Professor Kalueff emphasized that the Laboratory of Biological Psychiatry at St Petersburg University had been carrying out extensive research work on zebrafish. This was another reason why he decided to obtain his doctorate at St Petersburg University.

Here at St Petersburg University, we have been conducting research in the field of translational neuroscience using zebrafish as biomedical models. The Institute of Translational Biomedicine and our laboratory were established at St Petersburg University in 2015. The research pertinent to my dissertation topic is carried out through collaborative efforts of research associates, my students and graduate students. This research has also been supported by the University, the Russian Foundation for Basic Research and the Russian Science Foundation.

Professor Allan Kalueff, Head of the Laboratory of Biological Psychiatry at the Institute of Translational Biomedicine, St Petersburg University

‘The high productivity of our young researchers also worked to our advantage: young scientists make up around 90% of our team. Thus, the question of where to defend my dissertation never came to my mind: of course, at St Petersburg University! Historically, St Petersburg University is the first university in Russia, and it is in the city where I was born and live. To defend my doctoral dissertation inside the walls of St Petersburg University is both a great honor for me personally and a tribute to our university and its scientific traditions,’ noted Professor Kalueff.

He added that the rules and technical aspects of the defence procedure were not a major issue for him. ‘To be honest, technical and other factors were secondary and minor considerations. Nonetheless, the public defence was an interesting experience, since the thesis defence model established at St Petersburg University is quite different compared to other universities in Russia that follow the guidelines of the Russian Higher Assessment Committee. But it is not much different from public defence procedures adopted in other countries,’ noted Professor Kalueff.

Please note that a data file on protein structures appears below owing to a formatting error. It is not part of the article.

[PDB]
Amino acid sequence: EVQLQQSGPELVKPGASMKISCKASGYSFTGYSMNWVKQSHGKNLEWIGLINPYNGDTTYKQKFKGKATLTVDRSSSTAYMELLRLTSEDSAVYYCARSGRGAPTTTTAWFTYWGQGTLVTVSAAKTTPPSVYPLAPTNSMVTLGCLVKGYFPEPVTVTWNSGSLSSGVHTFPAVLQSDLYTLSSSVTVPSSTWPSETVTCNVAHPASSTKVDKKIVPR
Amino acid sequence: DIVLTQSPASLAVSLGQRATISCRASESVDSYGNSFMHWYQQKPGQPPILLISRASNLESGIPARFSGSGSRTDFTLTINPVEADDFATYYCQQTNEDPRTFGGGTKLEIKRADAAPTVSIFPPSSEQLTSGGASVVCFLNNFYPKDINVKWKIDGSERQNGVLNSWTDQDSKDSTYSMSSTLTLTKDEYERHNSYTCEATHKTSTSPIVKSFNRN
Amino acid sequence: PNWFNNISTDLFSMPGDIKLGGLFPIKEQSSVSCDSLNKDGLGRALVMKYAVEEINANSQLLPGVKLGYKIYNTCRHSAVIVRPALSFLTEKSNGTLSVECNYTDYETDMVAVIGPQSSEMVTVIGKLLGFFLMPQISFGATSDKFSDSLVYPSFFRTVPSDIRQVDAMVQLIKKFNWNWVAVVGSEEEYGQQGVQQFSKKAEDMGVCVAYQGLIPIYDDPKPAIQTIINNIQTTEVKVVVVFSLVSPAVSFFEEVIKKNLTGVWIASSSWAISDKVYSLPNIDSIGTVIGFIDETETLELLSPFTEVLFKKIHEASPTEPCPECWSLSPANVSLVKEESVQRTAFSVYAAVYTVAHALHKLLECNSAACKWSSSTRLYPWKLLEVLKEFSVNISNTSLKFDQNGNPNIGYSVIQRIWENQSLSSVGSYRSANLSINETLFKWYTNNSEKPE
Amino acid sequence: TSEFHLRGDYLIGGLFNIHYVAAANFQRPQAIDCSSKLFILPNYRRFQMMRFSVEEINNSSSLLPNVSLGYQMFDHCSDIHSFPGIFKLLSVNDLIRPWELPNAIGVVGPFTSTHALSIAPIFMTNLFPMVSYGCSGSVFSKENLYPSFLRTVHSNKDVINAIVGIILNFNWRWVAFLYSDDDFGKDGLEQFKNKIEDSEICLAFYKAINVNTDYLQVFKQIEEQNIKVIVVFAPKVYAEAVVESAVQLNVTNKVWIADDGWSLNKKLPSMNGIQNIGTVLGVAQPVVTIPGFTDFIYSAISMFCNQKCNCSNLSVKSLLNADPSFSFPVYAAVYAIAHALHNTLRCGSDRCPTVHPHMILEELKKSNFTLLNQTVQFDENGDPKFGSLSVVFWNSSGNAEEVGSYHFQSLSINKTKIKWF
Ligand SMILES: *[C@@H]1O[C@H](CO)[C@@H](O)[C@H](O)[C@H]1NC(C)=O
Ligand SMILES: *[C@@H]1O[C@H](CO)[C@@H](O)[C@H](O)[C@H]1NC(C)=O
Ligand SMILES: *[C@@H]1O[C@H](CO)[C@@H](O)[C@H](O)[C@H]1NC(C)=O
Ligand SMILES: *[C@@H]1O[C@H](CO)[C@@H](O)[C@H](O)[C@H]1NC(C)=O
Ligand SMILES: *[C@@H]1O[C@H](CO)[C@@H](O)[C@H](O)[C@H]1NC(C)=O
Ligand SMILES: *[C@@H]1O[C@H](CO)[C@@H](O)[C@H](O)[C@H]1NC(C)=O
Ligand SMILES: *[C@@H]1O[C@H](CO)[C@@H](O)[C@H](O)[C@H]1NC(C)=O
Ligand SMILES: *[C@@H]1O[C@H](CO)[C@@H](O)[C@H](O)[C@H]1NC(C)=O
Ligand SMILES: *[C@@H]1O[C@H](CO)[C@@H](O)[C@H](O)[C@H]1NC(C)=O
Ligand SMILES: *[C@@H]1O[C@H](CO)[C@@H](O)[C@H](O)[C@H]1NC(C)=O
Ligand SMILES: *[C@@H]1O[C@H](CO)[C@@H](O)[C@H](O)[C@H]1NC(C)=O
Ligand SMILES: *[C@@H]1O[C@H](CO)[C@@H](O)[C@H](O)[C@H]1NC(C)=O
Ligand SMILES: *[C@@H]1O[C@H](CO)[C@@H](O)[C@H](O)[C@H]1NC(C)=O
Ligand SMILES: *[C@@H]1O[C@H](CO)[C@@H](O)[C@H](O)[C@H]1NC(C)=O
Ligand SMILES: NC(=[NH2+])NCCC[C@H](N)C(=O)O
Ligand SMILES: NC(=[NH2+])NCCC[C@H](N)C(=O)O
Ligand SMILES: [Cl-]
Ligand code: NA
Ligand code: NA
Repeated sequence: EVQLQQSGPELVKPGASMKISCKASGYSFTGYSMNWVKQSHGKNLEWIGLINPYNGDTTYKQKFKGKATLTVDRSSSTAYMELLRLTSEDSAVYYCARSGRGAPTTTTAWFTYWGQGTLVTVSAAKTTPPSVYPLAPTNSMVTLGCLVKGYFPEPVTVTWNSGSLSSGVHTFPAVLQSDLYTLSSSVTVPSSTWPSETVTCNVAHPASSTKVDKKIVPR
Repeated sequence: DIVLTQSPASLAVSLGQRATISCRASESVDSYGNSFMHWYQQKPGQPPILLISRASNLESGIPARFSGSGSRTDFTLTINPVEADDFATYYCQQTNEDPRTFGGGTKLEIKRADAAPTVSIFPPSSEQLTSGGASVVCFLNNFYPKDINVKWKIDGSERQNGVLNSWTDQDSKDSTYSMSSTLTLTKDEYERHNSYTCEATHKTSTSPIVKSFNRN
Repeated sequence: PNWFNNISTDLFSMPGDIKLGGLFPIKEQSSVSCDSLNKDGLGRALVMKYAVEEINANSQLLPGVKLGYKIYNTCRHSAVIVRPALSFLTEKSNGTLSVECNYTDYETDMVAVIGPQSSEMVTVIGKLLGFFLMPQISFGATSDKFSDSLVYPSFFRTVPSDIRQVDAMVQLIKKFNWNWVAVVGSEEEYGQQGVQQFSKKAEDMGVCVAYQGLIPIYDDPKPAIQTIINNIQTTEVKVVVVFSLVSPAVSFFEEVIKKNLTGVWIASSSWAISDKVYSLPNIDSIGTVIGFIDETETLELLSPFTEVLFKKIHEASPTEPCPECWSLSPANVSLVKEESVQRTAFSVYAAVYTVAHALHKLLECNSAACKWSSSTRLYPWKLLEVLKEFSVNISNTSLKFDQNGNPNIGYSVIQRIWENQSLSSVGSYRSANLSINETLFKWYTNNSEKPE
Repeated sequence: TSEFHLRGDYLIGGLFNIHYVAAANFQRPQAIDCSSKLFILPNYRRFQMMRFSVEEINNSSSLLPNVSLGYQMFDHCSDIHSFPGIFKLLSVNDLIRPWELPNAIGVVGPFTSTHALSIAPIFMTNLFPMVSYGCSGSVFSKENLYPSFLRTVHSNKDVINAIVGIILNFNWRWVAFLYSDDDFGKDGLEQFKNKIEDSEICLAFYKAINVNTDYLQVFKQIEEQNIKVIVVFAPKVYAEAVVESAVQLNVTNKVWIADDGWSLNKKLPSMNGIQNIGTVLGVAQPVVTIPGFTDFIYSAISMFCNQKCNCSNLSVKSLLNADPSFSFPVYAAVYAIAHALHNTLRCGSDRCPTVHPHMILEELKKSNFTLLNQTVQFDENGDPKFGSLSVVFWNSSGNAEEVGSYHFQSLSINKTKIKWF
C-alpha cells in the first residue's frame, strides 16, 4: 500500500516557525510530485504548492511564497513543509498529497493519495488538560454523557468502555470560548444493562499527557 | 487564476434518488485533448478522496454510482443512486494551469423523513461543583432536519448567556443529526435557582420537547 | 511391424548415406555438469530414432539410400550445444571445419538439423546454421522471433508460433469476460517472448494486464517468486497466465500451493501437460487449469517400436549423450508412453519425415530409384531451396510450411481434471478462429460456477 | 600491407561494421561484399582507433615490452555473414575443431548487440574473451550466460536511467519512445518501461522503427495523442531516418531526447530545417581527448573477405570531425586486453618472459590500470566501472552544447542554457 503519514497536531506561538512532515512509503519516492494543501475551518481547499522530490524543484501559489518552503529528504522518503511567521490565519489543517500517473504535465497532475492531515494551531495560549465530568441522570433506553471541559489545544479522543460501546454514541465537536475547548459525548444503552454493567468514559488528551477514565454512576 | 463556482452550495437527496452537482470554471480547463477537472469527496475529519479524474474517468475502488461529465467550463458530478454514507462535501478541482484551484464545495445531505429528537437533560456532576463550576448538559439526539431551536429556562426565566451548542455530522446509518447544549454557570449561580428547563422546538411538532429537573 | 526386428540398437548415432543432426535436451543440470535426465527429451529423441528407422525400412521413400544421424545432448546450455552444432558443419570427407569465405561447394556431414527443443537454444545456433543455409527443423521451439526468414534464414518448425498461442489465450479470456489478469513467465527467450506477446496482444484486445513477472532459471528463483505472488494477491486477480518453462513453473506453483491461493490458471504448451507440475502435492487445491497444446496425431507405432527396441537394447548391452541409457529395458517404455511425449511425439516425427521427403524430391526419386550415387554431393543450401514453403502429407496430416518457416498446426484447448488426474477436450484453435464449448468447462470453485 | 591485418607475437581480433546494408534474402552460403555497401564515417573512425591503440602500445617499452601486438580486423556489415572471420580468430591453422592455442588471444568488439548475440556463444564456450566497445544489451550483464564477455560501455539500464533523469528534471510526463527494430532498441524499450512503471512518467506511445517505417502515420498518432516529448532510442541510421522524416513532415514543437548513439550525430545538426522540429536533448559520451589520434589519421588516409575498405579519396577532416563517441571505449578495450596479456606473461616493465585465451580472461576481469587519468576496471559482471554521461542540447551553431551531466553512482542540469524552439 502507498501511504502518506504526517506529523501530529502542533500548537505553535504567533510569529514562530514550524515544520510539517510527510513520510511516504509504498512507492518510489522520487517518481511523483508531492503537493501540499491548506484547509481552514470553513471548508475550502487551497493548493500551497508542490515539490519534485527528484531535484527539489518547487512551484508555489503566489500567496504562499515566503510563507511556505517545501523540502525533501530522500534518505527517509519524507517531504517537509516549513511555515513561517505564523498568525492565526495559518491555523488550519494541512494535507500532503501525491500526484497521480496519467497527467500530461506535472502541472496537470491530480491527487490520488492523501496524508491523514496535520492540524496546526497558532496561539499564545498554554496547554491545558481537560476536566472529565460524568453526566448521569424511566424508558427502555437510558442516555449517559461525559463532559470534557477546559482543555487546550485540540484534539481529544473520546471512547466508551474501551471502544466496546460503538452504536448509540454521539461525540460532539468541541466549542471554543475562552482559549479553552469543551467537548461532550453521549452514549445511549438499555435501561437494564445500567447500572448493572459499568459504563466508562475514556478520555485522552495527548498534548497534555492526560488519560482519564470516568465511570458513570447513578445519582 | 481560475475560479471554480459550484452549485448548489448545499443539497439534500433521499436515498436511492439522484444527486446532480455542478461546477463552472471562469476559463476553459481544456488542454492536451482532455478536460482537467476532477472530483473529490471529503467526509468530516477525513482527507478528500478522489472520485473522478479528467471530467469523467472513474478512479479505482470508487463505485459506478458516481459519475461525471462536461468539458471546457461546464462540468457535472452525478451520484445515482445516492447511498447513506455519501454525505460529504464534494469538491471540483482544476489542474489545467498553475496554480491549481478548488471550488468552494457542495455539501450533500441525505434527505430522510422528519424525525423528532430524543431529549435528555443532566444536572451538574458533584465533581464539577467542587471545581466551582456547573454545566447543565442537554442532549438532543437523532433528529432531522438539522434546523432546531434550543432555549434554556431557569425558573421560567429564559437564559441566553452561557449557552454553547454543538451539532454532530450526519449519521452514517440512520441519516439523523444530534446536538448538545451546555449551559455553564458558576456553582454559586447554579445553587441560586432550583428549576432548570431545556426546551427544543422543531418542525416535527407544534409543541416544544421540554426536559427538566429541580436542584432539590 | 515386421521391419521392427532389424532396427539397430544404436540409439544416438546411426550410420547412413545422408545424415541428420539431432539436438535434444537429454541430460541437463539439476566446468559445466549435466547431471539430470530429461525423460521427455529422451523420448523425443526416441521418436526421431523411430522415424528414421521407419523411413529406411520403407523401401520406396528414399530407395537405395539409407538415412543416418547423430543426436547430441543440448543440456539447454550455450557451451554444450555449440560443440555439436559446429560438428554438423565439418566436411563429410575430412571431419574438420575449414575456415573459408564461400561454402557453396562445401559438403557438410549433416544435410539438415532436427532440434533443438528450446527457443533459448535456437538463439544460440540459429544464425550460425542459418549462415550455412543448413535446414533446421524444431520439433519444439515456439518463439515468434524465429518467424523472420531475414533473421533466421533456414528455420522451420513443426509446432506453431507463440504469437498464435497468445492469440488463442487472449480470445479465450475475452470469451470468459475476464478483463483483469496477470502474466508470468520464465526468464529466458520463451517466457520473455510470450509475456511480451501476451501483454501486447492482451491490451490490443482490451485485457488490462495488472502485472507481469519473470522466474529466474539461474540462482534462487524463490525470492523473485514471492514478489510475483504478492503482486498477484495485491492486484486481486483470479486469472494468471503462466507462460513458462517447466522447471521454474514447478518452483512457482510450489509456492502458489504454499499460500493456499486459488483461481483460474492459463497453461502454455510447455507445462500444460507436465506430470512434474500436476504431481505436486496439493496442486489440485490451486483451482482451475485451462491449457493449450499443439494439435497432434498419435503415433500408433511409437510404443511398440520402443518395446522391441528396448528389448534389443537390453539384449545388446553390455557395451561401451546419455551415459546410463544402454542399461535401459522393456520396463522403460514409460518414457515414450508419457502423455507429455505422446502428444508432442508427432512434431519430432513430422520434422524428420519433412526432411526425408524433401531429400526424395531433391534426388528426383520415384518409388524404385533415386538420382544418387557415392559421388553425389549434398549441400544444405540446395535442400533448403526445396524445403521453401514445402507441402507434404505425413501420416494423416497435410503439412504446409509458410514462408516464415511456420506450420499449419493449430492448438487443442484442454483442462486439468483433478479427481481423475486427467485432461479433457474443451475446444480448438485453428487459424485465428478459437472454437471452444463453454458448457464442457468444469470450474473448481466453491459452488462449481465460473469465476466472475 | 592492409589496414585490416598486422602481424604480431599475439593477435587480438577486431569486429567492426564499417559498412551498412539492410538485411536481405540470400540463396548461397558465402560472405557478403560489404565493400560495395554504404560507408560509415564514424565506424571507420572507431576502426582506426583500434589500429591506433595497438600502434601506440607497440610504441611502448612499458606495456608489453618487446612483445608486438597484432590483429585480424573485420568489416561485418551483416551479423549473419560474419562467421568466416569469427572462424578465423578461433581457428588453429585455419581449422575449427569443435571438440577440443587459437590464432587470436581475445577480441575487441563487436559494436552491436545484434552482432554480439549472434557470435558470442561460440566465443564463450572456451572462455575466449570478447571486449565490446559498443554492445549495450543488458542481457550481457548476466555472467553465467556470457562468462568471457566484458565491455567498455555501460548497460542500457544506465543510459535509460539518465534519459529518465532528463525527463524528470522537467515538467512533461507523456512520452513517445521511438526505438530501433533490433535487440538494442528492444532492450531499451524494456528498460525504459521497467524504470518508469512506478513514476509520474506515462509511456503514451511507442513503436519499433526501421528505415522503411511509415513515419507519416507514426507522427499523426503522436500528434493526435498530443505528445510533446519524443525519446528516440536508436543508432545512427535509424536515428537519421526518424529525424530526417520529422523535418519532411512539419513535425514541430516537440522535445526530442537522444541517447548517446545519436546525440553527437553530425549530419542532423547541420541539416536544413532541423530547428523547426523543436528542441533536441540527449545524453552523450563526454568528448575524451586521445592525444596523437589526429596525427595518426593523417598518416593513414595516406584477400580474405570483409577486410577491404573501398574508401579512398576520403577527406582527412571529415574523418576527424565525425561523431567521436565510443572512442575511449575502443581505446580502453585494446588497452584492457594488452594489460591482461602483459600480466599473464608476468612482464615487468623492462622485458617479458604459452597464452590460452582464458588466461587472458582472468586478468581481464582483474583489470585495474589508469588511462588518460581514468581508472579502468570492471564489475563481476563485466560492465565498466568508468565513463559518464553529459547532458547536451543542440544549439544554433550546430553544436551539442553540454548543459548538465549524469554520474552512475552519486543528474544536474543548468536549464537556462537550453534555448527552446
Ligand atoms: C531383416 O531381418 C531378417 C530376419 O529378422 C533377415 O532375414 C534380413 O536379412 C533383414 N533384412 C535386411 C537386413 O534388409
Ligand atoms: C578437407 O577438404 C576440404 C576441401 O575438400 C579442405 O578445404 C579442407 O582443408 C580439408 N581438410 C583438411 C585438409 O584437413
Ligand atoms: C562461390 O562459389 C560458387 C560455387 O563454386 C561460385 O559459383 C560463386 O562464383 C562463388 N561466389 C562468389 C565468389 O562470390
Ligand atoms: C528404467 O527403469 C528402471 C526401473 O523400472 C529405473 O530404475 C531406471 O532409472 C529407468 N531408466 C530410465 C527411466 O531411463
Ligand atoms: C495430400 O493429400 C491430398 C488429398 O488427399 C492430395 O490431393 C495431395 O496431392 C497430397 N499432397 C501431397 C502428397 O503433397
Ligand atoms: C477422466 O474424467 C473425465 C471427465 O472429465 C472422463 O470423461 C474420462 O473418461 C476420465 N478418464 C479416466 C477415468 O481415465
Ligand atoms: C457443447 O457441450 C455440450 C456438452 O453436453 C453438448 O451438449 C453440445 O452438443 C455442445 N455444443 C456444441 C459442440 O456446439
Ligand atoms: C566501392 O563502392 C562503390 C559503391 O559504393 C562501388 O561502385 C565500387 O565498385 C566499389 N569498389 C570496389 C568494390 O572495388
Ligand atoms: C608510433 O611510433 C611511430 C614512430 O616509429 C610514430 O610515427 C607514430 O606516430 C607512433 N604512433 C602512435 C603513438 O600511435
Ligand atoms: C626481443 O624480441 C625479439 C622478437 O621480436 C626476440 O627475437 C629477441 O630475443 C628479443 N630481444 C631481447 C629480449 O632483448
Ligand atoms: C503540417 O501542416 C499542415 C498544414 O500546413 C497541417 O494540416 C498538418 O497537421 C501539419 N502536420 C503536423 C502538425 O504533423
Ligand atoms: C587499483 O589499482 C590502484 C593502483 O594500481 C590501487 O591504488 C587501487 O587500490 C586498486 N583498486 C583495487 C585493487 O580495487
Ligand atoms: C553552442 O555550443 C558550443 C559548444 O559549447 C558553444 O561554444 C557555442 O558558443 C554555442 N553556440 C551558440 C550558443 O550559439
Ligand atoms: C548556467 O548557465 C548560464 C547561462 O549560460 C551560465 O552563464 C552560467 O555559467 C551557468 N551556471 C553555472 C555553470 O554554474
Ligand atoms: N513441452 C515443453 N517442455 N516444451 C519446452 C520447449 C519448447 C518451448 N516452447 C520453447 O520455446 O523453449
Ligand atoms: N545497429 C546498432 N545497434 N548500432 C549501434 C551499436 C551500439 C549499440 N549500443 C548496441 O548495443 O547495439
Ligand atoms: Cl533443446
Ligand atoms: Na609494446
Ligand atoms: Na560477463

The public defence of Professor Allan V. Kalueff's doctoral dissertation was held in late December 2020. It was conducted in a mixed mode: the respondent and two members of the Dissertation Council were present in person, while four other members participated distantly, online.

The Dissertation Council included: Carla Bonan, PhD (Biological Sciences), Professor in the Department of Molecular and Cell Biology, Vice-Rector for Science of the Pontifical Catholic University of Rio Grande do Sul (Brazil); Aleksei Egorov, Doctor of Science (Medicine), Professor in the Department of Psychiatry and Narcology at St Petersburg University, Head of the Laboratory of Behavioral Neurophysiology and Pathology at the Sechenov Institute of Evolutionary Physiology and Biochemistry of the Russian Academy of Sciences (RAS); Yuri Pastukhov, Doctor of Biology (Physiology), Chief researcher at the Sechenov Institute of Evolutionary Physiology and Biochemistry, RAS; Maria Tikhonova, Doctor of Biology (Physiology), Head of the Laboratory of Experimental Models of Neurodegenerative Processes and chief researcher at the Research Institute of Physiology and Fundamental Medicine of the Siberian Branch of RAS; and Professor Sergey Tsikunov, Doctor of Science (Medicine), Head of the Laboratory of Psychophysiology of Emotions at the Institute of Experimental Medicine. The chairman of the council was Professor Aleksandr Markov, Doctor of Biology (Physiology), Head of the Department of General Physiology at St Petersburg University. The members of the Dissertation Council voted unanimously to award a Doctor of Biology (Physiology) degree to Professor Allan V. Kalueff.